It’s no easy thing to record an answering machine message, especially when you start to think about it too much. When else in your life are you asked to create a verbal persona in fifteen seconds or less that reflects who you are and will be divulged indiscriminately to friends and strangers? It boggles the mind. Or, at least, the mind that is supposed to be doing reserve readings. Or the mind that is waiting for a certain someone to call and wonders if they have already but didn’t leave a message because the mind’s answering machine makes them sound too needy.
How should you sound on your message? Fun-loving? Easy? A combination of both? I think less is more. Getting too fancy is bound to get you into trouble eventually. If your message is in poor taste, you are almost guaranteed to receive a call from the person whom you would least want it played for. If you leave a message that says “This is Molly; leave a message–unless you’re Bill, who is ugly and eats cat food,” Bill is going to call you, even if you haven’t heard from him in years and he lives across the ocean now. And with your luck, he was probably calling to leave you money. Try not to be too blasé about it, either, with: “I’m out and I don’t know when I’ll be back. You can leave a message but there’s no guarantee I’ll get it. My life is dizzy and wonderful and full of excitement.” This person is trying too hard. Somewhere between that last message and one that implies that you sit with the phone in your lap waiting for people to call you, lies compromise.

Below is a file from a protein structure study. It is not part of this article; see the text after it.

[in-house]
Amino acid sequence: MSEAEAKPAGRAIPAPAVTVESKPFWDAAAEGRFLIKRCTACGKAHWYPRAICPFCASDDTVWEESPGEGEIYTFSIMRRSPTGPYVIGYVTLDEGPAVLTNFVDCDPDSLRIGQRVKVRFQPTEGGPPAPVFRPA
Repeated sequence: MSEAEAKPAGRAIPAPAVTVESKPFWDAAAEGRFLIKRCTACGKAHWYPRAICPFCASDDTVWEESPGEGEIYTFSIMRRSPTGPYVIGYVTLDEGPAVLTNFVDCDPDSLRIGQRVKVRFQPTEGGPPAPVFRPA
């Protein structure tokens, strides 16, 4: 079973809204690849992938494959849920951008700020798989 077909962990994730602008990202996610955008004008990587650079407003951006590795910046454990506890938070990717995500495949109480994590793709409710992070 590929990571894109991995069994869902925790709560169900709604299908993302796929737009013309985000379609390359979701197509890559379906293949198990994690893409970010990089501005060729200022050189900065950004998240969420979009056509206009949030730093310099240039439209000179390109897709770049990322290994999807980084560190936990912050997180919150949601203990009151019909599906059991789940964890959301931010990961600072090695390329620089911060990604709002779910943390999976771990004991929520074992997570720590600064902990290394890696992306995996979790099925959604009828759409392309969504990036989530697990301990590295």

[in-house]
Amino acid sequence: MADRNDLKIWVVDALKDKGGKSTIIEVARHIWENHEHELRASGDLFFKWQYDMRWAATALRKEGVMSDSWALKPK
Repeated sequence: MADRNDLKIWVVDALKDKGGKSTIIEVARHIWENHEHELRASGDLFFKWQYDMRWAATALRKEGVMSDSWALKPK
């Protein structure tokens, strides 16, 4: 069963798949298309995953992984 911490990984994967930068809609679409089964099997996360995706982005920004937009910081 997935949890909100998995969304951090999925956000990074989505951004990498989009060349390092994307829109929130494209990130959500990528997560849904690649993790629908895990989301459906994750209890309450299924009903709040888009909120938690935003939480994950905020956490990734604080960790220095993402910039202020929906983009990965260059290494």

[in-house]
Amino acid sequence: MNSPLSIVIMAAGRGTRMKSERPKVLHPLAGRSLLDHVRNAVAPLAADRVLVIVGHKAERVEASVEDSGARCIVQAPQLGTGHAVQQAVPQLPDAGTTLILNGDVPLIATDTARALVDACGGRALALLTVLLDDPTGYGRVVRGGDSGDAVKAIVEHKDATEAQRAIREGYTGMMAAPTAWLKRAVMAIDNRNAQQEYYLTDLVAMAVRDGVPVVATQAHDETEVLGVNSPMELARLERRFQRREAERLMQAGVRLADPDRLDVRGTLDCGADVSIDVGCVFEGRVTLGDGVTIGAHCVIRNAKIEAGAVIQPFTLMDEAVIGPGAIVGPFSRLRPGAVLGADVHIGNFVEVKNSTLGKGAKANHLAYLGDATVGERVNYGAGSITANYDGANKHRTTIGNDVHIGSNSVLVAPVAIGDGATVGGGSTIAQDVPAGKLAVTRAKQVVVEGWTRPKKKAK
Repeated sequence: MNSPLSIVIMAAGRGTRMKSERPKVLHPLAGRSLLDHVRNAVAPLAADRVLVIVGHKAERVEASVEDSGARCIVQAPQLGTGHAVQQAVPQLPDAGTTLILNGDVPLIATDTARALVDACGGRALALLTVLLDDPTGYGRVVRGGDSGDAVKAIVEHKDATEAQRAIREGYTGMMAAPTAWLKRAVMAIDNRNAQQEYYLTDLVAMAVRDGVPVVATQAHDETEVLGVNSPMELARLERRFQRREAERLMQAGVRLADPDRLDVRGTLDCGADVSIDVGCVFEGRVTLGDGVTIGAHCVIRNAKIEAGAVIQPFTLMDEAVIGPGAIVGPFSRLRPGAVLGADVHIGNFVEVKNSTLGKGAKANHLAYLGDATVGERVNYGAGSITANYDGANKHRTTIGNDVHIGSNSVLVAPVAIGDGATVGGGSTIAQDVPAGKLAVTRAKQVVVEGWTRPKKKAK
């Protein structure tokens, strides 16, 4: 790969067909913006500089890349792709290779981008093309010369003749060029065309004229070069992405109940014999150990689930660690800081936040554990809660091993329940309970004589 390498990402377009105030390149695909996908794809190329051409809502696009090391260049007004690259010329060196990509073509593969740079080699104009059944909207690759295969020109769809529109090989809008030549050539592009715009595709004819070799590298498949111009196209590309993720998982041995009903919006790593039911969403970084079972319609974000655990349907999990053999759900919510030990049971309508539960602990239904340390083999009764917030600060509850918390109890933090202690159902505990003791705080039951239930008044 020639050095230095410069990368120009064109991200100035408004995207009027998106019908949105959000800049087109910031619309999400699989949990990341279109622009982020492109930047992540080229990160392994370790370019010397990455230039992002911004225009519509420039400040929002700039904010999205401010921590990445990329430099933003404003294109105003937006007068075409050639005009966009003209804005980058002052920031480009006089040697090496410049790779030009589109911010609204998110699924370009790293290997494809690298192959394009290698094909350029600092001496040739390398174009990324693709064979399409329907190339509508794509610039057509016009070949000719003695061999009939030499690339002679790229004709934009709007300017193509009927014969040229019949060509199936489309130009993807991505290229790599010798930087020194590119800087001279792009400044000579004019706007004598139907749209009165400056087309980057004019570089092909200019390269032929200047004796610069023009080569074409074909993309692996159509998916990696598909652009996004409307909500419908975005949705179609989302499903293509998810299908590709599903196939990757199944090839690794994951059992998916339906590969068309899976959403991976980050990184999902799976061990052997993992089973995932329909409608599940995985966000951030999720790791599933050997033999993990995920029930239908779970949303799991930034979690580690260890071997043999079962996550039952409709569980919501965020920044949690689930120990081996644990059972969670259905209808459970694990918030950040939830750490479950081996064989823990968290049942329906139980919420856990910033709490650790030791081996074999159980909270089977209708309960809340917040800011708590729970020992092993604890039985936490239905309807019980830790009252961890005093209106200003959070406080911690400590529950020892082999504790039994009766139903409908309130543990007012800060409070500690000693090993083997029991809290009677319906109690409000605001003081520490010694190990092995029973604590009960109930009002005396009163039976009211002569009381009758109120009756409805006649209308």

All you push-button voicemail junkies out there, I don’t know how your little system works and I don’t reckon I ever will. In my room I’ve got an ancient, tacky little black box of an answering machine sitting on top of a sagging cardboard dresser and that’s the way I likes it. Sometimes, though, I find myself wishing that my happiness and sense of self-worth didn’t hinge on a little red light that blinks when times are good and messages plentiful, and stares up at me with a sullen, red glow when no one cares.
Coming home late at night and being confronted by the hateful, unblinking red light of an answering machine with no messages on it can really make you want to rob a liquor store. (Note to authorities: Not a binding statement.)
I wish my answering machine had a function that made it blink permanently with the promise of a message. When I didn’t have a message (as happens oh so occasionally), my pressing “Play” would make the answering machine say something nice to me, like: “You have no messages, you sexy, sexy piece of ass. Man, if I weren’t an answering machine….” Or even something reassuring, like “He must have lost your number. I’ll bet he’s kicking himself.” Maybe someday that technology will be available. The future is now.

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